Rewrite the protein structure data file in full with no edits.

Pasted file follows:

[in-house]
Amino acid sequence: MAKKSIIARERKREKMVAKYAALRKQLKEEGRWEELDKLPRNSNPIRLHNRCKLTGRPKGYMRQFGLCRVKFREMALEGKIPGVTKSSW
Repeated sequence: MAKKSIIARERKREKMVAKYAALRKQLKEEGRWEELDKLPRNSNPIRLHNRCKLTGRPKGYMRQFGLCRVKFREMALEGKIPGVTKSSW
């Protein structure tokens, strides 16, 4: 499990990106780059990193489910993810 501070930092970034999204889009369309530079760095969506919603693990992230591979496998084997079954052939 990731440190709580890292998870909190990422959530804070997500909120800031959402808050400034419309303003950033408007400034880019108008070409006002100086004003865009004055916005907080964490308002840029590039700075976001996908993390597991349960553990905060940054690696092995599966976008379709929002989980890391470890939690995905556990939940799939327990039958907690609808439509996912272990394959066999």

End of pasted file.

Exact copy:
[in-house]
Amino acid sequence: MAKKSIIARERKREKMVAKYAALRKQLKEEGRWEELDKLPRNSNPIRLHNRCKLTGRPKGYMRQFGLCRVKFREMALEGKIPGVTKSSW
Repeated sequence: MAKKSIIARERKREKMVAKYAALRKQLKEEGRWEELDKLPRNSNPIRLHNRCKLTGRPKGYMRQFGLCRVKFREMALEGKIPGVTKSSW
């Protein structure tokens, strides 16, 4: 499990990106780059990193489910993810 501070930092970034999204889009369309530079760095969506919603693990992230591979496998084997079954052939 990731440190709580890292998870909190990422959530804070997500909120800031959402808050400034419309303003950033408007400034880019108008070409006002100086004003865009004055916005907080964490308002840029590039700075976001996908993390597991349960553990905060940054690696092995599966976008379709929002989980890391470890939690995905556990939940799939327990039958907690609808439509996912272990394959066999």